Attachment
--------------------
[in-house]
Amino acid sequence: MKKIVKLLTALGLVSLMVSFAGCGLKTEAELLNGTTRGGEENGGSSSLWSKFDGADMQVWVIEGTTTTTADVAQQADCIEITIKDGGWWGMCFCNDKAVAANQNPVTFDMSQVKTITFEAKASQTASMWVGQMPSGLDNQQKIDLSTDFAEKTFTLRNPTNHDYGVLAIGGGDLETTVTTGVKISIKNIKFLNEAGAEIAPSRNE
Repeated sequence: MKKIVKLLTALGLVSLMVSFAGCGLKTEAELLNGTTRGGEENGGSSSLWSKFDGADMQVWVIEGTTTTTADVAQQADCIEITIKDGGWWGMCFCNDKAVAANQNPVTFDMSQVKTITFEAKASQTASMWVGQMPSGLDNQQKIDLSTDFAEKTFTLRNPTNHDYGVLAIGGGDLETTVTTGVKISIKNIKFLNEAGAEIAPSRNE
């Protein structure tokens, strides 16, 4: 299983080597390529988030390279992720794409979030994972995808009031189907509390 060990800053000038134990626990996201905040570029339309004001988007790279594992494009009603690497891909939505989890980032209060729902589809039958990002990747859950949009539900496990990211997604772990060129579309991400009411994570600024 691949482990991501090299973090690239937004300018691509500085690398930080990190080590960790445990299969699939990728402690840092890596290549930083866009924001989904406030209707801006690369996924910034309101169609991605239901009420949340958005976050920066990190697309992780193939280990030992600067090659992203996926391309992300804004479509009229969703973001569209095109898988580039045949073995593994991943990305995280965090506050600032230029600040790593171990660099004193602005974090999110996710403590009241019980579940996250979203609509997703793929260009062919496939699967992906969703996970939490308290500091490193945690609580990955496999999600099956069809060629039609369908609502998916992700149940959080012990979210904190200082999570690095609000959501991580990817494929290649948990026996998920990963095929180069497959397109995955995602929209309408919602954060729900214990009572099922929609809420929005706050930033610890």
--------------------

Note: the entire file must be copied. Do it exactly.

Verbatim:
[in-house]
Amino acid sequence: MKKIVKLLTALGLVSLMVSFAGCGLKTEAELLNGTTRGGEENGGSSSLWSKFDGADMQVWVIEGTTTTTADVAQQADCIEITIKDGGWWGMCFCNDKAVAANQNPVTFDMSQVKTITFEAKASQTASMWVGQMPSGLDNQQKIDLSTDFAEKTFTLRNPTNHDYGVLAIGGGDLETTVTTGVKISIKNIKFLNEAGAEIAPSRNE
Repeated sequence: MKKIVKLLTALGLVSLMVSFAGCGLKTEAELLNGTTRGGEENGGSSSLWSKFDGADMQVWVIEGTTTTTADVAQQADCIEITIKDGGWWGMCFCNDKAVAANQNPVTFDMSQVKTITFEAKASQTASMWVGQMPSGLDNQQKIDLSTDFAEKTFTLRNPTNHDYGVLAIGGGDLETTVTTGVKISIKNIKFLNEAGAEIAPSRNE
């Protein structure tokens, strides 16, 4: 299983080597390529988030390279992720794409979030994972995808009031189907509390 060990800053000038134990626990996201905040570029339309004001988007790279594992494009009603690497891909939505989890980032209060729902589809039958990002990747859950949009539900496990990211997604772990060129579309991400009411994570600024 691949482990991501090299973090690239937004300018691509500085690398930080990190080590960790445990299969699939990728402690840092890596290549930083866009924001989904406030209707801006690369996924910034309101169609991605239901009420949340958005976050920066990190697309992780193939280990030992600067090659992203996926391309992300804004479509009229969703973001569209095109898988580039045949073995593994991943990305995280965090506050600032230029600040790593171990660099004193602005974090999110996710403590009241019980579940996250979203609509997703793929260009062919496939699967992906969703996970939490308290500091490193945690609580990955496999999600099956069809060629039609369908609502998916992700149940959080012990979210904190200082999570690095609000959501991580990817494929290649948990026996998920990963095929180069497959397109995955995602929209309408919602954060729900214990009572099922929609809420929005706050930033610890």